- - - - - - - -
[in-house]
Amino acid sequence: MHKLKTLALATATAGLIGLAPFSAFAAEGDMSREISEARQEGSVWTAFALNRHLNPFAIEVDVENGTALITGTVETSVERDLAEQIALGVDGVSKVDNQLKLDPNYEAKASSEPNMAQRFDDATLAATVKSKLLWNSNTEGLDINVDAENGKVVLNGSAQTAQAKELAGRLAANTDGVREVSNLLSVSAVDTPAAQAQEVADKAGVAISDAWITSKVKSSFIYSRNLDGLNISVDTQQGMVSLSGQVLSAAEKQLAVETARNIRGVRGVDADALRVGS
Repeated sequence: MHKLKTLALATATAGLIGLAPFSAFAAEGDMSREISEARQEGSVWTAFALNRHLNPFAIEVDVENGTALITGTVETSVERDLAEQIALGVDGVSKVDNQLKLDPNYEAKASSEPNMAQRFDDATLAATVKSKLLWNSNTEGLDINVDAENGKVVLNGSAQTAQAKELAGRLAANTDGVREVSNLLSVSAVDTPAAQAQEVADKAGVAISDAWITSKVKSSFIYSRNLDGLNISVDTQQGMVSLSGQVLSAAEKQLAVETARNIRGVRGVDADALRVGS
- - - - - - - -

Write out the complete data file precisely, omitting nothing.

[in-house]
Amino acid sequence: MHKLKTLALATATAGLIGLAPFSAFAAEGDMSREISEARQEGSVWTAFALNRHLNPFAIEVDVENGTALITGTVETSVERDLAEQIALGVDGVSKVDNQLKLDPNYEAKASSEPNMAQRFDDATLAATVKSKLLWNSNTEGLDINVDAENGKVVLNGSAQTAQAKELAGRLAANTDGVREVSNLLSVSAVDTPAAQAQEVADKAGVAISDAWITSKVKSSFIYSRNLDGLNISVDTQQGMVSLSGQVLSAAEKQLAVETARNIRGVRGVDADALRVGS
Repeated sequence: MHKLKTLALATATAGLIGLAPFSAFAAEGDMSREISEARQEGSVWTAFALNRHLNPFAIEVDVENGTALITGTVETSVERDLAEQIALGVDGVSKVDNQLKLDPNYEAKASSEPNMAQRFDDATLAATVKSKLLWNSNTEGLDINVDAENGKVVLNGSAQTAQAKELAGRLAANTDGVREVSNLLSVSAVDTPAAQAQEVADKAGVAISDAWITSKVKSSFIYSRNLDGLNISVDTQQGMVSLSGQVLSAAEKQLAVETARNIRGVRGVDADALRVGS